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Re: find-file-project

From: Dmitry Gutov
Subject: Re: find-file-project
Date: Thu, 17 Sep 2015 20:45:26 +0300
User-agent: Mozilla/5.0 (X11; Linux x86_64; rv:41.0) Gecko/20100101 Thunderbird/41.0

On 09/17/2015 12:01 AM, Stephen Leake wrote:

That's what the "..." is supposed to mean. I guess I was not being
"really clear". Sorry.

In see. In hindsight, it should've been obvious to me, though.

In the following, let's assume that "..." is "c:/project1".


Indeed, the logic should be pretty similar. But the external
project-search-path entries usually doesn't have any ignored
directories, whereas there are often ignored dirs inside
project-roots, usually configured via .gitignore or the project file.

You've lost me here.

You've asked about the difference between project-roots and project-search-path. Anyway, it's not too important here.

There is an ignored dir in this example; c:/project1/dir2/dir21/obj/.

Is that supposed to be in the result of project-ignores or not?


Does this mean file name completion should search on project-roots, not
project-search-path, for this use case?

Err, that looks like a non-sequitur to me. project-find-file should search in where it's defined to search (up to you). It just occurs to me that some users might expect it to only list files in the currently opened project(s), whereas other users would like to jump to system include files as well.

xref-find-regexp searches on both, which is redundant. For example, for
a file in Emacs core, using only project-try-vc in project-find-files,
project-roots returns ("c:/Projects/emacs/master/"), and
project-search-path includes that directory along with others.

It's kinda redundant, but as long we define project-search-path as a list of directories with *source* files, it may omit the root directories if they contain only, say, documentation. But we want xref-find-regexp to search in documentation as well.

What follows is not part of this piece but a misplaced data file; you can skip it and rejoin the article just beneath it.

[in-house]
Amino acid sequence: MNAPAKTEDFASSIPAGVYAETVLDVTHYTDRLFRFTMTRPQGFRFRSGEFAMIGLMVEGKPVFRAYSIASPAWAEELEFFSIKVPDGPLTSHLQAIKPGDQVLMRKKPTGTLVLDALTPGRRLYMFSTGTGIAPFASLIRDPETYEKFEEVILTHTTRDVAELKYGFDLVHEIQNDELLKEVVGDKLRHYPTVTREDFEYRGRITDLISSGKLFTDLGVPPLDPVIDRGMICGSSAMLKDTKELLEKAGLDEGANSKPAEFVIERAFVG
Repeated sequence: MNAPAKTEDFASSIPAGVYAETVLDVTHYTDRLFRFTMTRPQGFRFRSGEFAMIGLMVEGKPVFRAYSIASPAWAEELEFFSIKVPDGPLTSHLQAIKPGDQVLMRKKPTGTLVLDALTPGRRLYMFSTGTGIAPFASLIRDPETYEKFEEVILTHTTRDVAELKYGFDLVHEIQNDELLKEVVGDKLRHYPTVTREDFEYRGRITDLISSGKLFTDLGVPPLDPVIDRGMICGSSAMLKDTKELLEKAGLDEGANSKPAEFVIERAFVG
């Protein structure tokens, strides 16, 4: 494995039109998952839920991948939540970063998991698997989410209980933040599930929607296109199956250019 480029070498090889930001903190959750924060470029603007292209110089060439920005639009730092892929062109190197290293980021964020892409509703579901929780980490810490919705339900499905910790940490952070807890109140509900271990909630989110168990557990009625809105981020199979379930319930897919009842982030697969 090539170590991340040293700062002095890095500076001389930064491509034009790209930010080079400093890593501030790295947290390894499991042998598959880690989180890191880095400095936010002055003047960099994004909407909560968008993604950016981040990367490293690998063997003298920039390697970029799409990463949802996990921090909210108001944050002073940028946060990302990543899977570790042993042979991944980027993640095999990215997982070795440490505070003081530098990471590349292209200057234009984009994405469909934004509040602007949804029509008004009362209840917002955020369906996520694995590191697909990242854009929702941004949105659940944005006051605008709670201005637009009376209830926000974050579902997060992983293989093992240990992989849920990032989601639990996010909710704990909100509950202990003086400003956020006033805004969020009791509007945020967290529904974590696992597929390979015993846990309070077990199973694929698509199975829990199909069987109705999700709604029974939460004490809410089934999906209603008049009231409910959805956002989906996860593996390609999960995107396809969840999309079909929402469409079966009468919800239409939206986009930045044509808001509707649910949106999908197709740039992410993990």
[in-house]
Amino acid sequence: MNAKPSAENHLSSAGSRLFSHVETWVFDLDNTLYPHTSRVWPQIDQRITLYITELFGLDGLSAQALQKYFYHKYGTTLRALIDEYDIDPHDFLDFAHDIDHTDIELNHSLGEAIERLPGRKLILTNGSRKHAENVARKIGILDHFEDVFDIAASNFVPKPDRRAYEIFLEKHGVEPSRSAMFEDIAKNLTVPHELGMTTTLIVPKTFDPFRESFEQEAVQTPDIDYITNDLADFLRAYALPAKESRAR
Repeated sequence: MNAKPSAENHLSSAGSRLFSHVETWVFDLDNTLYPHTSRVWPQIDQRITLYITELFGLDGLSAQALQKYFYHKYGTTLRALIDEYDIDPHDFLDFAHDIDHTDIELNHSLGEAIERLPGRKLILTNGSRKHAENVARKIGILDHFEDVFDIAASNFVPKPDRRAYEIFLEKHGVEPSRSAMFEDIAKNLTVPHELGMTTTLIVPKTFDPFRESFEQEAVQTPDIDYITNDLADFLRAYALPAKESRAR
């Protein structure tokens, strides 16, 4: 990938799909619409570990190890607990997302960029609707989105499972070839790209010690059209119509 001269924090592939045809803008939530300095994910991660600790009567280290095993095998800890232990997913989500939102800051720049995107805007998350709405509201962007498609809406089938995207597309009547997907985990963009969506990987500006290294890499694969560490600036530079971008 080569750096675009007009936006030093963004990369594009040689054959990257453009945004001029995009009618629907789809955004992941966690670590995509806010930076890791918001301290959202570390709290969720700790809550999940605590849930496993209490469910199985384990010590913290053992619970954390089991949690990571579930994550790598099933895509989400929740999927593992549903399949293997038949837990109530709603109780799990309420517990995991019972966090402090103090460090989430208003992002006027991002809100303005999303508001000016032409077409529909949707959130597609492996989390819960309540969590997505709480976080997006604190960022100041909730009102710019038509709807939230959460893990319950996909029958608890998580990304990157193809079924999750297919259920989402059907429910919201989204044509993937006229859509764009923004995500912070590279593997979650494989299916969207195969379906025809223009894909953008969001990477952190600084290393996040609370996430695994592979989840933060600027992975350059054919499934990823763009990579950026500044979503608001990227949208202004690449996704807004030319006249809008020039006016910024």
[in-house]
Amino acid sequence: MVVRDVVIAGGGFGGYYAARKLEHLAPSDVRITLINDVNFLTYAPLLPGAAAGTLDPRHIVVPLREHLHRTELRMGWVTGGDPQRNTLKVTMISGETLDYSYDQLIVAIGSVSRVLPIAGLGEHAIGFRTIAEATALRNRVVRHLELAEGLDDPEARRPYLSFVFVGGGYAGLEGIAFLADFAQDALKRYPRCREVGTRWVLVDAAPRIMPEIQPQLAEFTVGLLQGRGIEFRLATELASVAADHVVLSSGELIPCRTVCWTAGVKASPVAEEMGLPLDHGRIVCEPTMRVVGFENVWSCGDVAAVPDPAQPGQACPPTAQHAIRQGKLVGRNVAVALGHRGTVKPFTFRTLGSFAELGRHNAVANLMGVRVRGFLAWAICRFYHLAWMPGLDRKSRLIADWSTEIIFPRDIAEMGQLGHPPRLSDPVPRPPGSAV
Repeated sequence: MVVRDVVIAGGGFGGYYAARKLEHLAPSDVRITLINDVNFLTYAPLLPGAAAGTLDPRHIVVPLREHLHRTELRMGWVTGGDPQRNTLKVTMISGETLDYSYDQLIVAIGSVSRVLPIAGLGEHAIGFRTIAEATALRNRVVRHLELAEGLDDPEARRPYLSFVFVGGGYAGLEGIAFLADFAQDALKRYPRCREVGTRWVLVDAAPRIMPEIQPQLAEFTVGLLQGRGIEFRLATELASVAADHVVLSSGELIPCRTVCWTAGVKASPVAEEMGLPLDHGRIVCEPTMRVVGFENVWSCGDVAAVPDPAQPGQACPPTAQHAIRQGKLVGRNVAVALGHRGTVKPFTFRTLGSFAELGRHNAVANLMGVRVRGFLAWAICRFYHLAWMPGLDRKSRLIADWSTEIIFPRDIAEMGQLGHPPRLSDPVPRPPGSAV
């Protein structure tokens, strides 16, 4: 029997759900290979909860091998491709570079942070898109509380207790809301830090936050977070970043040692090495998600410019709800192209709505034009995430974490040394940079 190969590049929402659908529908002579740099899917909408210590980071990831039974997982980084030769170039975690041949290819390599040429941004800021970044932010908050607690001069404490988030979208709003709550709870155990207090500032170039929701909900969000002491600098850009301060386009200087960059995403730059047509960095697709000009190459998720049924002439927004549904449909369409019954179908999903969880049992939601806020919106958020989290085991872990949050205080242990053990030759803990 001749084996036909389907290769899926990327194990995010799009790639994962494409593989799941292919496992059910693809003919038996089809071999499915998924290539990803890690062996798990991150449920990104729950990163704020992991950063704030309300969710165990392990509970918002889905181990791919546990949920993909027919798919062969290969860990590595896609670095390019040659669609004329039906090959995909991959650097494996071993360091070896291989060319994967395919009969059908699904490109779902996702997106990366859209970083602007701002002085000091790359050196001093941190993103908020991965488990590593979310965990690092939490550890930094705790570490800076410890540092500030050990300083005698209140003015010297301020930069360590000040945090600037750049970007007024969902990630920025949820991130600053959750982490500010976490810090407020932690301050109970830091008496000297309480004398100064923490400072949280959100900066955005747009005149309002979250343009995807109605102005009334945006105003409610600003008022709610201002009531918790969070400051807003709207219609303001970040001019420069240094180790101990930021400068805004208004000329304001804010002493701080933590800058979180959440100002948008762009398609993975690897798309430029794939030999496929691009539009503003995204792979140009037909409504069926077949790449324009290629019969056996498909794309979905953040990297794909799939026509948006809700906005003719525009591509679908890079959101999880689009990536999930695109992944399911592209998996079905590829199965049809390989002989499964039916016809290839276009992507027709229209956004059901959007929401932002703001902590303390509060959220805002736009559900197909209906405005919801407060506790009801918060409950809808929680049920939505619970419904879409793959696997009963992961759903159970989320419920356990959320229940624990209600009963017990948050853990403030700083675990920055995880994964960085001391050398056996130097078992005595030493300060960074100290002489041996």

As we have discussed, in general a recursive path requires ignored
directories in order to be accurate. So since project-search-path is
recursive, it must always be used together with ignores; that means

I don't see your point. Yes, ignores should be used, but only when there are ignores. "Flat" search path will have to use ignores as well ("dir3/dir31/*.dvi" is a good example).

project-ignores must return c:/project1/dir2/dir21/obj/ in this example.

You can have it return the absolute files names, but it's quicker to relative, "rooted" ignores.

Sorry, I need "yes" or "no"; this either meets the spec (and intended
semantics) of project-ignores, or it doesn't.

I would like to amend my answer: no, it's incorrect.

(project-ignores ".../dir3") should return ignores relative to that directory. So "./dir3/dir31/*.dvi" would be "./dir31/*.dvi" instead.

Or return absolute file names, they would work as well.

Or you could simply return the whole list each time, and
leave it to 'find' to apply the ignores appropriately. Not sure what
the performance hit will be. There might be false positives as well.

I'm guessing this means "yes, it meets the intended semantics".

Aside from the detail above, yes.

Hmm. I had not considered that approach. It could well be that spawning
"find" is faster than iterating over the disk in elisp.

It's been tried, and it's definitely faster, especially for larger projects.

However, I don't want to rely on "find.exe" on Windows boxes, so I'll
stick with an all elisp solution.

I would urge you to reconsider: we assume the presence of 'find' already. M-x rgrep is probably the most common command that relies on it. Or M-x find-dired.

I guess you are also saying that the elisp functions for getting a list of
files in a directory will return absolute paths, so this will actually
be comparing "./dir2/dir21/obj/"
to "c:/project1/dir2/dir21/obj". Which can be accomplished by first
expanding the glob pattern relative to the current root.

That would be one way to implement it.

Yes, if you insist on processing it in Lisp.

Thank you. I was hoping you'd come to that conclusion.

You could have been more constructive in getting there.

If you mean the small jab about Ada, I grew impatient about having to reiterate what we've already established about Emacs Lisp. Sorry?

Or do you mean something else? I've suggested to use completion-at-point from the outset.

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